Kroger Enters Meatless Fray with Store-Branded Patties
By Jaewon Kang
Kroger Co. is jumping into the meatless business.
The largest U.S. supermarket chain said Thursday that it will
roll out plant-based burger patties, grinds and other products,
seeking to capitalize on consumer interest in new meat replacements
that have recently been added to menus at big fast-food chains and
Cincinnati-based Kroger is one of the biggest retailers to
introduce a store-branded line of meatless products, part of its
effort to reinvigorate sales as it faces tough competition from
online services and discount grocers.
Kroger -- which also sells Beyond Meat Inc.'s meat-replacement
patties and sausages -- will put its own plant-based deli slices,
sausages and other products on shelves at 1,800 of its 2,800 stores
this fall. Kroger's patties are pea-based, designed to resemble
The company said those products will be priced below plant-based
products from Beyond Meat but wouldn't say by how much. Beyond
Meat's two-pack of patties sells for roughly $6.
Gil Phipps, Kroger's vice president of branding, marketing and
private brands, said the company was appealing to the one-third of
its customers that identify as so-called flexitarians, eating meat
and fish only occasionally. Such diners have driven sales for
Beyond Meat and competitors such as Impossible Foods Inc.
Shares of Beyond Meat have more than doubled since its initial
public offering in May, giving the meatless-burger company a
valuation of nearly $10 billion. Impossible Foods Inc. has raised
more than $750 million from investors including rapper Jay-Z and
basketball player Paul George.
"We've been tracking this for a number of years, and the growth
has been very, very strong," Mr. Phipps said.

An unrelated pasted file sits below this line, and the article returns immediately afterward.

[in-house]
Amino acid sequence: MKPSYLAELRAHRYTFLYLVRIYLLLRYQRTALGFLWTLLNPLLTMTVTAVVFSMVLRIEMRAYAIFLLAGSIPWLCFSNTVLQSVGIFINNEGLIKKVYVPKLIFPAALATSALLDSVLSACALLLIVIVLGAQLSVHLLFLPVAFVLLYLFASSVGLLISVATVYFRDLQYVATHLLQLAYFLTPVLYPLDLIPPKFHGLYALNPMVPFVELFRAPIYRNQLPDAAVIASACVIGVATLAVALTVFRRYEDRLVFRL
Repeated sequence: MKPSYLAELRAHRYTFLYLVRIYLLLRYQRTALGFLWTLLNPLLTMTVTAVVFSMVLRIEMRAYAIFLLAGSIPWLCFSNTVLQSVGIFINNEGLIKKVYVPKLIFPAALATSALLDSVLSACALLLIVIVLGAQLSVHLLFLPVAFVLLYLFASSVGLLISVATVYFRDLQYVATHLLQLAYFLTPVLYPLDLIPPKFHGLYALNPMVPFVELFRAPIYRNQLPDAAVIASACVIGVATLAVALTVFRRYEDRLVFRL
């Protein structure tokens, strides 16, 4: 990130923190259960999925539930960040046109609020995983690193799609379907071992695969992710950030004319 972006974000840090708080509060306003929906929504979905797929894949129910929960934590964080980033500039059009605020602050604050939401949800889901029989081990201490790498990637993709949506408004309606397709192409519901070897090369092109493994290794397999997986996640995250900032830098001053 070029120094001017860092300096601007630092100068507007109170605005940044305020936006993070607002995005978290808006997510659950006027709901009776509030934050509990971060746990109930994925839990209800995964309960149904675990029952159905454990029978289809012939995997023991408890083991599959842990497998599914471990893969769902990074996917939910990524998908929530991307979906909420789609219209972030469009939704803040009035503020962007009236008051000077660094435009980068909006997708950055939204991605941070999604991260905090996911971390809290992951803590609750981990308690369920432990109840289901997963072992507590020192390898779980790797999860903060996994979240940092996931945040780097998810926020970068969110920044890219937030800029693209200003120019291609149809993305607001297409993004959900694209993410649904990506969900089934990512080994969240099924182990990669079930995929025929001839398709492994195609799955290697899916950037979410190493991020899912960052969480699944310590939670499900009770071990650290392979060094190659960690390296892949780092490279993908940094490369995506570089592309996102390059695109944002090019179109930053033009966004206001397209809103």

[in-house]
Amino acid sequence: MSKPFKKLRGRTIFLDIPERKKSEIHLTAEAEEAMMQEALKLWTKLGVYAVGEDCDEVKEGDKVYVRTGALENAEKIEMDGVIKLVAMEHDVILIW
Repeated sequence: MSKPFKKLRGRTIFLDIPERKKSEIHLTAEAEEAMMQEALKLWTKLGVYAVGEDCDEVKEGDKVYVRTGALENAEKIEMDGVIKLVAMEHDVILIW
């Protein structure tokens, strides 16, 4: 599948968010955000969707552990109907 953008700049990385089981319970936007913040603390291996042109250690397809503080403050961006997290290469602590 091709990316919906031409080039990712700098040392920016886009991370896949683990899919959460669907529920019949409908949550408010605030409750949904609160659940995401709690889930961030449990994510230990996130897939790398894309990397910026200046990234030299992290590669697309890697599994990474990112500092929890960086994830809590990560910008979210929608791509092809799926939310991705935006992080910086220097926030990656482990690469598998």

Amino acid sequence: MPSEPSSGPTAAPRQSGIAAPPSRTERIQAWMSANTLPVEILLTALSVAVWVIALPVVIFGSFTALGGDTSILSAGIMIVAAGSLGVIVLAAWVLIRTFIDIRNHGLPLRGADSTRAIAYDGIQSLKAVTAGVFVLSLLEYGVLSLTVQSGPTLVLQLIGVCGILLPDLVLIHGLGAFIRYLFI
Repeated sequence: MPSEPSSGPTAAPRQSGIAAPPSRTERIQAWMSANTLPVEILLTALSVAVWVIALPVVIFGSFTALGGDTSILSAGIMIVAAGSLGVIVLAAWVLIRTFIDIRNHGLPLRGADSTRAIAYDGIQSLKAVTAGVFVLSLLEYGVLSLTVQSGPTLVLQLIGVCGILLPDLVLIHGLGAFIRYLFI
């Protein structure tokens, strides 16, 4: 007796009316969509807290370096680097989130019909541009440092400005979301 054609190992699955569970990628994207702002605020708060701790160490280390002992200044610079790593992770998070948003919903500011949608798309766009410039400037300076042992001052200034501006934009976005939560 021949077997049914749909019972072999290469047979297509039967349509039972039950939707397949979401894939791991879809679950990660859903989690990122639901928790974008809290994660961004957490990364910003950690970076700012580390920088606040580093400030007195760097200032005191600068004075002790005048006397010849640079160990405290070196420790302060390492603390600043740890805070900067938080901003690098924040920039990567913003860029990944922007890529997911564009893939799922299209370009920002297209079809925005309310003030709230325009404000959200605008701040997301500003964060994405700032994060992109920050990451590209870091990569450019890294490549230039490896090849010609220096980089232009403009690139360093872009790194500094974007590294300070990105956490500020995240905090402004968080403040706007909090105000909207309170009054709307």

The plant-based meat market is estimated to hit $85 billion by
2030, according to a recent report by UBS. Meat companies, too, are
introducing plant-based alternatives to their core beef, pork and
chicken products. Hormel Foods Corp. on Wednesday said it is
introducing a plant-based protein brand, and Tyson Foods Inc. said
Thursday it invested in a producer of plant-based shellfish.
Retailers including Safeway, Publix Super Markets Inc. and
Sprouts Farmers Market Inc. sell Beyond Meat products. Few have
recently introduced new meat-replacement brands of their own.
Trader Joe's has carried a range of veggie patties for years.
Kroger, which owns Harris Teeter, Fred Meyer and Ralphs stores
among other chains, is trying new products and focusing on
e-commerce, delivery and consumer data. Rivals including discounter
Aldi and Walmart Inc. have increased their share of the U.S.
grocery market in recent years.
Store brands like the new meatless products have been a bright
spot at Kroger. They made up nearly 20% of the chain's total sales
last year, generating about $22 billion in sales.
Kroger, which is expected to report earnings for its latest
quarter next week, posted a slight decline in total sales last
quarter. Shares are down about 23% over the past year.
Write to Jaewon Kang at firstname.lastname@example.org
(END) Dow Jones Newswires
September 05, 2019 12:59 ET (16:59 GMT)
Copyright (c) 2019 Dow Jones & Company, Inc.